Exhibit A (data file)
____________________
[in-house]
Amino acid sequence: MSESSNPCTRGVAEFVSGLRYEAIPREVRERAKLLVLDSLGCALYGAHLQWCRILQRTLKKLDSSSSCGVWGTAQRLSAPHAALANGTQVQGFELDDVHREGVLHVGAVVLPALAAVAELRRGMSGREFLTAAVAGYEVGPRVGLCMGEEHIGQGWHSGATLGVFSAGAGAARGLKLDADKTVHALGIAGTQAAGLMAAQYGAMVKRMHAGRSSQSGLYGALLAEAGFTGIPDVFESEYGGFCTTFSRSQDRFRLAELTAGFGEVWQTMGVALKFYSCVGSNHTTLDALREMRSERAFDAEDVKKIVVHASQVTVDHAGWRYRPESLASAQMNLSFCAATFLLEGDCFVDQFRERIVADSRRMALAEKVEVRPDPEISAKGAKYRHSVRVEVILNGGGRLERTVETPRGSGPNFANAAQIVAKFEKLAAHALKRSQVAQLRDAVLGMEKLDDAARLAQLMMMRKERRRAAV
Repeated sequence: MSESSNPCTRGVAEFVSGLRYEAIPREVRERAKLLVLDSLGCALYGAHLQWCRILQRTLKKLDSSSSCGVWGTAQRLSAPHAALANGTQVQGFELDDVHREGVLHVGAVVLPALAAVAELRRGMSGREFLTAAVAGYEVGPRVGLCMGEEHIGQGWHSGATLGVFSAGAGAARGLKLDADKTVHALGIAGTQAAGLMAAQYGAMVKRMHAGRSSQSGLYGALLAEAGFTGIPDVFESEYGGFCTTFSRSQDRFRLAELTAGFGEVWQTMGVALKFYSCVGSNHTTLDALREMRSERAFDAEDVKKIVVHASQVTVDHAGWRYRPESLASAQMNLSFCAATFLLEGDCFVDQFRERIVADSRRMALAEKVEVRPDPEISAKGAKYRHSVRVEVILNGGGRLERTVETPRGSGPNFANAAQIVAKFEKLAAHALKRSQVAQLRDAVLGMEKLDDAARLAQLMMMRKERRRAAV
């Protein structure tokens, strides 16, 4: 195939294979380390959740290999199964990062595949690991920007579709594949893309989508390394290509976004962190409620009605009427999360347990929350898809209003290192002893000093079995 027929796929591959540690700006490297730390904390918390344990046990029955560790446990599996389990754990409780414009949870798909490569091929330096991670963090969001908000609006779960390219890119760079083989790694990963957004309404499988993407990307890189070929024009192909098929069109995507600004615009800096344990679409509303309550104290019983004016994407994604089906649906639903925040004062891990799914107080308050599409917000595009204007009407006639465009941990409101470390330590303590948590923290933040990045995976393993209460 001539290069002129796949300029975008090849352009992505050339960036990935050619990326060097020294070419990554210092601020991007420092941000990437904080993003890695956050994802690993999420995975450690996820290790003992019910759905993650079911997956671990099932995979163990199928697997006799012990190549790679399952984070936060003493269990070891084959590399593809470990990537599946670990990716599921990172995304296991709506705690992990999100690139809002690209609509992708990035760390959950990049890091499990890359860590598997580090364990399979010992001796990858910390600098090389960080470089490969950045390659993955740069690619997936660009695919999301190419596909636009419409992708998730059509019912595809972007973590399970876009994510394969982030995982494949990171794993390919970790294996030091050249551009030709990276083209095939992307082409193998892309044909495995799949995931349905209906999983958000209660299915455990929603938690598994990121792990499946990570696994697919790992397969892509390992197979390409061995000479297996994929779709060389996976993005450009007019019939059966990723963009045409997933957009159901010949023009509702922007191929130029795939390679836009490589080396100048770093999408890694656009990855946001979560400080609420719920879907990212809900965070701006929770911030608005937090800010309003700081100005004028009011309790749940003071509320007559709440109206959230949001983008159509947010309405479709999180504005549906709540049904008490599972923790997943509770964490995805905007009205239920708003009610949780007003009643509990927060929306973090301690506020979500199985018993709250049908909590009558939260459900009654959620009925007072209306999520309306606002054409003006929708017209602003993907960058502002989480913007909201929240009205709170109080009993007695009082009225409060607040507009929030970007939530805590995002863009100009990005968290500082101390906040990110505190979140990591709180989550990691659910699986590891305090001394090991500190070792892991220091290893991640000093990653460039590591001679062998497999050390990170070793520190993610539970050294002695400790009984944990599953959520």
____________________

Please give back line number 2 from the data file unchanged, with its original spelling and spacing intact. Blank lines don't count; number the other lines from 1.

Amino acid sequence: MSESSNPCTRGVAEFVSGLRYEAIPREVRERAKLLVLDSLGCALYGAHLQWCRILQRTLKKLDSSSSCGVWGTAQRLSAPHAALANGTQVQGFELDDVHREGVLHVGAVVLPALAAVAELRRGMSGREFLTAAVAGYEVGPRVGLCMGEEHIGQGWHSGATLGVFSAGAGAARGLKLDADKTVHALGIAGTQAAGLMAAQYGAMVKRMHAGRSSQSGLYGALLAEAGFTGIPDVFESEYGGFCTTFSRSQDRFRLAELTAGFGEVWQTMGVALKFYSCVGSNHTTLDALREMRSERAFDAEDVKKIVVHASQVTVDHAGWRYRPESLASAQMNLSFCAATFLLEGDCFVDQFRERIVADSRRMALAEKVEVRPDPEISAKGAKYRHSVRVEVILNGGGRLERTVETPRGSGPNFANAAQIVAKFEKLAAHALKRSQVAQLRDAVLGMEKLDDAARLAQLMMMRKERRRAAV